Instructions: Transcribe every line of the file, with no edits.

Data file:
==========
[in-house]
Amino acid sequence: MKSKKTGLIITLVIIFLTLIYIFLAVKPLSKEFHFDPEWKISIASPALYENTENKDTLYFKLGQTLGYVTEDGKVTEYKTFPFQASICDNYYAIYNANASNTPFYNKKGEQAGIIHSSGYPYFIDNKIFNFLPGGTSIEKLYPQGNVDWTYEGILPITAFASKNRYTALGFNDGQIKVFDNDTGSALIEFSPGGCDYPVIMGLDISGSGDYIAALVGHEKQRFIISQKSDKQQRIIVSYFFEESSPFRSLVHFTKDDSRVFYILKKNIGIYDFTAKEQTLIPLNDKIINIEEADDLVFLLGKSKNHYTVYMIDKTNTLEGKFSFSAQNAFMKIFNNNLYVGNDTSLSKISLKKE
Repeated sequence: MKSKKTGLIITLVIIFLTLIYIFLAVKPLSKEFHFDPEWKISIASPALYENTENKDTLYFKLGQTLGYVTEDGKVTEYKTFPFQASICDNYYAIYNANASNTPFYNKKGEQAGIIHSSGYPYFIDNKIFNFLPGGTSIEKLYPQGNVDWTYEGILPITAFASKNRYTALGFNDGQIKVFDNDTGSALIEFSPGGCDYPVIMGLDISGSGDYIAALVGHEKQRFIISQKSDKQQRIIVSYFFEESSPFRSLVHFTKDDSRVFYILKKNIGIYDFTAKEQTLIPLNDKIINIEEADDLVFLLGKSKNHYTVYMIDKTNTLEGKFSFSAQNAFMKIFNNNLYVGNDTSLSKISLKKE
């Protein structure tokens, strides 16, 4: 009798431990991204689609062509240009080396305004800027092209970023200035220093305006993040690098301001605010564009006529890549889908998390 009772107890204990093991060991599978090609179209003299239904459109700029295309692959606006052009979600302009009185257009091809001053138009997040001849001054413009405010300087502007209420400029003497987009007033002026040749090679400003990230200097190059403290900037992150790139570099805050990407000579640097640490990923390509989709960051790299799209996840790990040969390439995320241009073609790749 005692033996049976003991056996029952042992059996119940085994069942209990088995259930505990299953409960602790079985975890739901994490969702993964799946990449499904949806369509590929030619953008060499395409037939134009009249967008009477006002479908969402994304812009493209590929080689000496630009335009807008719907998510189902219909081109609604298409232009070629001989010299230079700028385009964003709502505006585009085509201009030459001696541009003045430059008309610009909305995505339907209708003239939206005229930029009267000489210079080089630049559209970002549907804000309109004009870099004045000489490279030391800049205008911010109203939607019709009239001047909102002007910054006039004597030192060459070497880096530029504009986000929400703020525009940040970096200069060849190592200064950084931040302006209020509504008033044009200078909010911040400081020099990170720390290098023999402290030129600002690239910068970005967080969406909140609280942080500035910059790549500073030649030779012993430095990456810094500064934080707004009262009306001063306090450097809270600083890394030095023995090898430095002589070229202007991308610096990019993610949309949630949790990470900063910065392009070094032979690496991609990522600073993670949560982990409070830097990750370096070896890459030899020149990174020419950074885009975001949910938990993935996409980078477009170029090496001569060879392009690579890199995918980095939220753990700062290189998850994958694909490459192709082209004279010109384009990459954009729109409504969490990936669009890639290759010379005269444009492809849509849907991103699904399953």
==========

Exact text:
[in-house]
Amino acid sequence: MKSKKTGLIITLVIIFLTLIYIFLAVKPLSKEFHFDPEWKISIASPALYENTENKDTLYFKLGQTLGYVTEDGKVTEYKTFPFQASICDNYYAIYNANASNTPFYNKKGEQAGIIHSSGYPYFIDNKIFNFLPGGTSIEKLYPQGNVDWTYEGILPITAFASKNRYTALGFNDGQIKVFDNDTGSALIEFSPGGCDYPVIMGLDISGSGDYIAALVGHEKQRFIISQKSDKQQRIIVSYFFEESSPFRSLVHFTKDDSRVFYILKKNIGIYDFTAKEQTLIPLNDKIINIEEADDLVFLLGKSKNHYTVYMIDKTNTLEGKFSFSAQNAFMKIFNNNLYVGNDTSLSKISLKKE
Repeated sequence: MKSKKTGLIITLVIIFLTLIYIFLAVKPLSKEFHFDPEWKISIASPALYENTENKDTLYFKLGQTLGYVTEDGKVTEYKTFPFQASICDNYYAIYNANASNTPFYNKKGEQAGIIHSSGYPYFIDNKIFNFLPGGTSIEKLYPQGNVDWTYEGILPITAFASKNRYTALGFNDGQIKVFDNDTGSALIEFSPGGCDYPVIMGLDISGSGDYIAALVGHEKQRFIISQKSDKQQRIIVSYFFEESSPFRSLVHFTKDDSRVFYILKKNIGIYDFTAKEQTLIPLNDKIINIEEADDLVFLLGKSKNHYTVYMIDKTNTLEGKFSFSAQNAFMKIFNNNLYVGNDTSLSKISLKKE
């Protein structure tokens, strides 16, 4: 009798431990991204689609062509240009080396305004800027092209970023200035220093305006993040690098301001605010564009006529890549889908998390 009772107890204990093991060991599978090609179209003299239904459109700029295309692959606006052009979600302009009185257009091809001053138009997040001849001054413009405010300087502007209420400029003497987009007033002026040749090679400003990230200097190059403290900037992150790139570099805050990407000579640097640490990923390509989709960051790299799209996840790990040969390439995320241009073609790749 005692033996049976003991056996029952042992059996119940085994069942209990088995259930505990299953409960602790079985975890739901994490969702993964799946990449499904949806369509590929030619953008060499395409037939134009009249967008009477006002479908969402994304812009493209590929080689000496630009335009807008719907998510189902219909081109609604298409232009070629001989010299230079700028385009964003709502505006585009085509201009030459001696541009003045430059008309610009909305995505339907209708003239939206005229930029009267000489210079080089630049559209970002549907804000309109004009870099004045000489490279030391800049205008911010109203939607019709009239001047909102002007910054006039004597030192060459070497880096530029504009986000929400703020525009940040970096200069060849190592200064950084931040302006209020509504008033044009200078909010911040400081020099990170720390290098023999402290030129600002690239910068970005967080969406909140609280942080500035910059790549500073030649030779012993430095990456810094500064934080707004009262009306001063306090450097809270600083890394030095023995090898430095002589070229202007991308610096990019993610949309949630949790990470900063910065392009070094032979690496991609990522600073993670949560982990409070830097990750370096070896890459030899020149990174020419950074885009975001949910938990993935996409980078477009170029090496001569060879392009690579890199995918980095939220753990700062290189998850994958694909490459192709082209004279010109384009990459954009729109409504969490990936669009890639290759010379005269444009492809849509849907991103699904399953």